Power Foods: Tomato-Avocado Cup Snacks

Power Food this week is the Tomato! We all can recognize a tomato, they are those giant red berries that your mom uses to make spaghetti sauce. Slice them for sandwiches, toss them in salads, cook them into sauces or squeeze them for juice. Tomatoes are delicious and good for us, packed with vitamins A and C, calcium, potassium, and lycopene. Tomatoes are the fruit of the tomato plant. Because the tomato has seeds and grows from a flowering plant botanically it is classed as a fruit, not a vegetable. Tomatoes are the state vegetable of New Jersey. They are the official state fruit of Ohio and tomato juice is the official beverage of Ohio. However, Arkansas took both sides by stating the South Arkansas Vine Ripe Pink Tomato as the state fruit and state vegetable, due to its culinary and botanical classifications.

Pretty much all tomato varieties are red although other colors are possible including green, yellow, orange, pink, black, brown, white, and purple. The tomato is eaten in many different ways, raw like a fruit, as an ingredient in many dishes, sauces, salsas, salads, processed into ketchup or tomato soup. Tomato juice is made as a drink and used in cocktails. Americans eat 22-24 pounds of tomatoes per person, per year. About half of that comes in the form of ketchup and tomato sauce.

Health Benefits of Tomatoes

Tomatoes are packed with Potassium making them have Flex Power. Flex Power helps your brain talk to your muscles so that they can flex and move. Tomatoes not only provides the necessary calories for healthy, daily metabolism but is also a rich source of vitamin A, vitamin B, vitamin E, and Potassium, along with many minerals. As a common misconception Bananas are a good place to start when discussing potassium. They have a reputation for being a very good source of the mineral, but in truth, there are many other foods with higher content, like Tomatoes. Perhaps the reason why bananas are so associated with Potassium is that they’re great for “on the go” situations, such as a late breakfast. Adding tomatoes to your daily diet is a simple way to help you get the 4,700 milligrams of potassium you need each day.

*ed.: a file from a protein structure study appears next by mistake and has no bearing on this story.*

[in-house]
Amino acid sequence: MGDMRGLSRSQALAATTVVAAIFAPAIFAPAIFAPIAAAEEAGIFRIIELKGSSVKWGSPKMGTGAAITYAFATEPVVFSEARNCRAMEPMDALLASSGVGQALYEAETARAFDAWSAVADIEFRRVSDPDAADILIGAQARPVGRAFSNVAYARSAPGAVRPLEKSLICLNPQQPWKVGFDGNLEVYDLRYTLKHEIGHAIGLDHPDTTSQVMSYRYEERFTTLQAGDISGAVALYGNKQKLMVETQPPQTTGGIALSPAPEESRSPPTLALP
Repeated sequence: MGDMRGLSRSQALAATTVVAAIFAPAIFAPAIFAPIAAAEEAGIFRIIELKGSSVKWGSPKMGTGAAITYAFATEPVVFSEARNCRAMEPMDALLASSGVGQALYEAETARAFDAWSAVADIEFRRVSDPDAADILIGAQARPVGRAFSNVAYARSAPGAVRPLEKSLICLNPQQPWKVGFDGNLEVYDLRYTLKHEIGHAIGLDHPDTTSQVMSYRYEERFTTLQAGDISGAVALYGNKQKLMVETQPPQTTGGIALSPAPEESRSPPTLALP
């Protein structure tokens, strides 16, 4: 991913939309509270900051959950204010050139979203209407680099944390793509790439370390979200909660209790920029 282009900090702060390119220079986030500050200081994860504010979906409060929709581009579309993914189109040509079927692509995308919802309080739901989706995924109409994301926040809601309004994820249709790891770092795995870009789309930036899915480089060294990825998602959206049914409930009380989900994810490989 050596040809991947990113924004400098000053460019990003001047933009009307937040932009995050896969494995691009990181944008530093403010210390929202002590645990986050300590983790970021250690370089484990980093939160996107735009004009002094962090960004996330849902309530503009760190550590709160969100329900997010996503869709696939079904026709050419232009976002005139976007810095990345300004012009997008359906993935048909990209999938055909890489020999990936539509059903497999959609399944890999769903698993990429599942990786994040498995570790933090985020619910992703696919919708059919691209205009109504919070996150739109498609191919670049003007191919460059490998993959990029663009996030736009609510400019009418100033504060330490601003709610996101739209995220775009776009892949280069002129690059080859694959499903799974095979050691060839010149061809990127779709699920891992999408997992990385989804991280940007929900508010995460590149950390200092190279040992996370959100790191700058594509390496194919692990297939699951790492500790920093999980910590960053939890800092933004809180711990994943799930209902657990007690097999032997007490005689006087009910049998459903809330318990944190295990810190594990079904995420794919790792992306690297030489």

Delicious Tomato-Avocado Cup Snacks

Whether you are looking for an after school snack, or a healthy appetizer for a party, this recipe for Tomato – Avocado Cups can double as both!  The best part, no baking involved!

Follow this recipe from our friends at Super Healthy Kids for your child and you to make this healthy and delectable snack!

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